This “Well-Connected” Stock Deserves a Place in Your Portfolio
Harsh is a member of The Motley Fool Blog Network -- entries represent the personal opinion of the blogger and are not formally edited.
If you happen to take a look at Broadcom’s (NASDAQ: BRCM) business, you would know that this is a stock which should deliver great returns in the future. Its chips power a number of applications, beginning from mobile devices to set-top boxes to network equipment. Thus, it was no surprise that the company delivered record results for fiscal 2012, and also hiked its dividend by 10%.
However, its outlook for the current quarter didn’t turn out to be as spectacular. Management calls for revenue between $1.82 billion and $1.98 billion, which is below the $2 billion Street estimate. The downbeat outlook is understandable, given that Broadcom’s end-markets will be hit by seasonality and tepid carrier spending in the current quarter.
But the outlook covers just one quarter, and Broadcom still remains one of the most solid semiconductor investments you can make in the long run. Its diversification enables it to benefit from growth in data usage and connectivity on different fronts, and also keeps it insulated against slowdown in any one of its end-markets.
The smartphone rider
Apart from a record FY12, wherein it generated $1.93 billion in cash from operations, there’s a lot more to like about Broadcom. For instance, the company enjoys a close relationship with smartphone giants Apple (NASDAQ: AAPL) and Samsung. Broadcom’s chips are present in abundance in the iPhone and the iPads. The iPhone 5’s Bluetooth and WiFi are powered by Broadcom’s chips, while the 4th-gen iPad has three Broadcom chips followed by the iPad mini with two.
Chip placement in Apple’s devices is a major plus for Broadcom, since sales of iPhones are still growing while the iPad line is on a roll, with a 48% year-over-year jump in sales. There might be question marks about where Apple’s headed, but increasing sales of its phone and tablets bode well for a supplier such as Broadcom.
And just in case you are too apprehensive about Broadcom’s relationship with Apple, Samsung would be the perfect hedge. Broadcom’s chips are placed inside a number of Galaxy devices, beginning from the Galaxy S III to the Galaxy Note II and the recent budget Galaxy phones such as the Galaxy Grand.
Breaking new ground
Broadcom is also focused on profiting from the growth of near field communication (NFC) technology. It already has more than 20 customers for NFC, and aims to grow its NFC market share in double digits this year. Broadcom’s connectivity combo SoCs are finding great adoption and it shipped around 200 million units in the previous quarter.
The company is also making a foray into 3G baseband chips, an area which is dominated by Qualcomm (NASDAQ: QCOM). Qualcomm commands half of the baseband processor market, trumping the likes of Intel. Hence, it would be a big challenge for Broadcom in this space, since Qualcomm’s baseband processors already integrate 3G and LTE, and also have a number of strong clients.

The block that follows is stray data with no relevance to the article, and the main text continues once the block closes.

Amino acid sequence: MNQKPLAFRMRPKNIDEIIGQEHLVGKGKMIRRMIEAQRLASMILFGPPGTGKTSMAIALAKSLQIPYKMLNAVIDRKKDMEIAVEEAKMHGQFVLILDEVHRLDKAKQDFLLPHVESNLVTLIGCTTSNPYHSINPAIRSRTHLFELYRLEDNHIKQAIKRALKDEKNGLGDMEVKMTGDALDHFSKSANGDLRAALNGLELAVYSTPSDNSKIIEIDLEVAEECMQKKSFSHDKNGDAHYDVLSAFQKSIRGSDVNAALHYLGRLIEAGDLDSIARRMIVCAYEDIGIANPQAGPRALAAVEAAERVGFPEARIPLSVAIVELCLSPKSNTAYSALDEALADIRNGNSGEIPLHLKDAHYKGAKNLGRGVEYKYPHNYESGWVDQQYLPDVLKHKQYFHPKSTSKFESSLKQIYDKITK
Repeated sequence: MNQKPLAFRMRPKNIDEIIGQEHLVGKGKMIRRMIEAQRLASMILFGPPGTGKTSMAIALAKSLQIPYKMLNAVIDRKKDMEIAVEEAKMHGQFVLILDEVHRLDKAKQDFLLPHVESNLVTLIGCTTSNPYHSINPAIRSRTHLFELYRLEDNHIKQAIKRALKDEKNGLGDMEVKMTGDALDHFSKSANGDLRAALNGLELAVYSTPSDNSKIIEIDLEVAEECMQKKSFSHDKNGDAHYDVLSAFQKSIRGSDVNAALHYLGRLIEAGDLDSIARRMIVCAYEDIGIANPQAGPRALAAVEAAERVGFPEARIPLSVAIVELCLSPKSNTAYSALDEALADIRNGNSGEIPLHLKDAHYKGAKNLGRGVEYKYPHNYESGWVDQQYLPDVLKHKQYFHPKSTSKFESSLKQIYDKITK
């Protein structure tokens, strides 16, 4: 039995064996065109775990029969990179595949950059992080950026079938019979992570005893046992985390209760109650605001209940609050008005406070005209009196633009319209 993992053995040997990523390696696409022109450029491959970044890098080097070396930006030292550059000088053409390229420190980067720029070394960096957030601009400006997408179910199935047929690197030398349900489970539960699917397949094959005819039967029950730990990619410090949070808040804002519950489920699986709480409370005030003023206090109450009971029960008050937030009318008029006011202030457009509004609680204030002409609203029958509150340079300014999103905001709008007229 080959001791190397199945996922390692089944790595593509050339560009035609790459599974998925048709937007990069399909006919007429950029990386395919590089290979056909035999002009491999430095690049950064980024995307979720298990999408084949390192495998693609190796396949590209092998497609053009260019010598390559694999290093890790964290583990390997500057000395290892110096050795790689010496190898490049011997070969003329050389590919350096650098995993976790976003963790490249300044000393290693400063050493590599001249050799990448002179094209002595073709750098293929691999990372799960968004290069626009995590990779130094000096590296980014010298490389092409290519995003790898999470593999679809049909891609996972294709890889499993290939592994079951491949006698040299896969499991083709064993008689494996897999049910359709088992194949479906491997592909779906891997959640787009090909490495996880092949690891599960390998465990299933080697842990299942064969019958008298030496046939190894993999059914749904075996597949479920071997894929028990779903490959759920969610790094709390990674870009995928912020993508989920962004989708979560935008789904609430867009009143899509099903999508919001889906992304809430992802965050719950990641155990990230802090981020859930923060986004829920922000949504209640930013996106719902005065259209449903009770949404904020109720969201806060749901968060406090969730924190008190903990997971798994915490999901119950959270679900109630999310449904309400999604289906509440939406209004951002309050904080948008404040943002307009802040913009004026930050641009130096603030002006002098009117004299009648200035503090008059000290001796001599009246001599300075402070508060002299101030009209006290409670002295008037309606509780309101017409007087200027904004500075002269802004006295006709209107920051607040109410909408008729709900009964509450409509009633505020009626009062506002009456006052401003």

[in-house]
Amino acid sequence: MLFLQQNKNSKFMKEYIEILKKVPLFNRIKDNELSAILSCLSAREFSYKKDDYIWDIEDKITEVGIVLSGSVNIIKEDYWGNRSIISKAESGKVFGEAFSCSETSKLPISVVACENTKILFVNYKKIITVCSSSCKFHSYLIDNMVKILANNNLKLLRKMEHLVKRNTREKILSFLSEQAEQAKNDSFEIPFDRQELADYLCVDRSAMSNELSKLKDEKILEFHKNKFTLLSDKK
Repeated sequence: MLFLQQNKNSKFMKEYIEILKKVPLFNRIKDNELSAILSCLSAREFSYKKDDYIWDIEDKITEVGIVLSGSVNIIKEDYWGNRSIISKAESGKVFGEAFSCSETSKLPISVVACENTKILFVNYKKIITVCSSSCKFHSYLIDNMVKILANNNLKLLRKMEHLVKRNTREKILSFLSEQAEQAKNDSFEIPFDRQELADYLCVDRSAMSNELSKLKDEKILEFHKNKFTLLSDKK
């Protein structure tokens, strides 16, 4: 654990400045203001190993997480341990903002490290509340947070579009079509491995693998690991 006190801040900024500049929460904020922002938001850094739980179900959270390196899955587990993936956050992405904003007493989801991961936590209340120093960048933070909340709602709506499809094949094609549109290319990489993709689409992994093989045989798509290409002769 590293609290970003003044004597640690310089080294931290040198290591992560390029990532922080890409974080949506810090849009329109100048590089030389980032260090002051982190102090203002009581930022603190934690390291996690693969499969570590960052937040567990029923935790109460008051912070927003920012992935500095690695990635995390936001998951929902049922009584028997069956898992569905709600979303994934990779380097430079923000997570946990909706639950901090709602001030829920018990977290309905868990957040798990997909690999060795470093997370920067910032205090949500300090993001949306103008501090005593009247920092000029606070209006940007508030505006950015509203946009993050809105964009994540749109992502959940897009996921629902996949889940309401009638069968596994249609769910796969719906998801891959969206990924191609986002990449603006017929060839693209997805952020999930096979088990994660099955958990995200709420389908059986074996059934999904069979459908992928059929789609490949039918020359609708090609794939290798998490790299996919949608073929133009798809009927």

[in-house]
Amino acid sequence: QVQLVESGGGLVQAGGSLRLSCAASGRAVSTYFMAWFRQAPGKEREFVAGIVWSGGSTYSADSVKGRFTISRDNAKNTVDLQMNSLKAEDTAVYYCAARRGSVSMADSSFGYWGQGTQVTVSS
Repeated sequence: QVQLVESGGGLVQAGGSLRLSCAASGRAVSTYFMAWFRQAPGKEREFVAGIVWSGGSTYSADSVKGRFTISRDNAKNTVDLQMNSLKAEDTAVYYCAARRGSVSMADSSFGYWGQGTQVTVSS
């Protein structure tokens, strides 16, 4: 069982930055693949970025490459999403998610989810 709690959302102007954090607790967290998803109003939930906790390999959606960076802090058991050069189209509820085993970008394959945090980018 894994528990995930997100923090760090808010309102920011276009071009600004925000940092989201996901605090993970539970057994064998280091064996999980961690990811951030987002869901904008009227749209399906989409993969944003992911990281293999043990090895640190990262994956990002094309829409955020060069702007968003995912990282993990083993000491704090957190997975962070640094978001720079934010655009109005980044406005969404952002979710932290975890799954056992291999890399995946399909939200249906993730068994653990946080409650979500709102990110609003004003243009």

But Broadcom isn’t daunted by this challenge, and the company’s design wins at Samsung for the chip are a good start. More importantly, the company is looking to make significant forays into the Chinese cellular market with these chips, since customers in the region are now switching over to faster devices.
Broadcom witnessed a 600% improvement in 3G baseband shipments in the first half of 2012, according to Strategy Analytics, and this further indicates that Broadcom has what it takes to cut its teeth in the stiffly competitive baseband landscape. Broadcom is also investing into an LTE baseband and this could enable it to improve its revenue further.
Broadcom also witnessed a 15% jump in shipments of set top box SoCs, and it won’t be surprising if the company records more gains in the future. It is looking to benefit from the advent of high efficiency video coding (HEVC), which would cut bandwidth requirements in half according to Broadcom and also enable service providers to deliver ultra HD channels.
A short-term concern
Broadcom’s infrastructure business is in a spot of bother due to constrained carrier spending, and management isn’t too upbeat about a turnaround just yet. However, infrastructure spending is expected to rebound this year according to Gartner. If a revival is indeed on the cards, Broadcom’s infrastructure business will probably receive a much-needed shot in the arm.
But growth of data centers and faster networks would help Broadcom in making more money from its infrastructure business in the long run. The market might be depressed now, but it should return back to normalcy once carriers start spending.
A forward P/E of 11 times as against a trailing P/E of 27 times and a PEG ratio under unity tell us that there’s growth lying ahead for Broadcom. It has a bagful of positives to boast of. It is well-positioned to benefit from higher data consumption, build out of faster networks, and sales of more mobile devices. It has a solid array of clients, is looking to tap the Chinese cellular and data market, and is highly-focused on innovation. All these factors make Broadcom a solid company to invest in.
TechJunk13 has no position in any stocks mentioned. The Motley Fool recommends Apple. The Motley Fool owns shares of Apple and Qualcomm. Try any of our Foolish newsletter services free for 30 days. We Fools may not all hold the same opinions, but we all believe that considering a diverse range of insights makes us better investors. The Motley Fool has a disclosure policy. Is this post wrong? Click here. Think you can do better? Join us and write your own!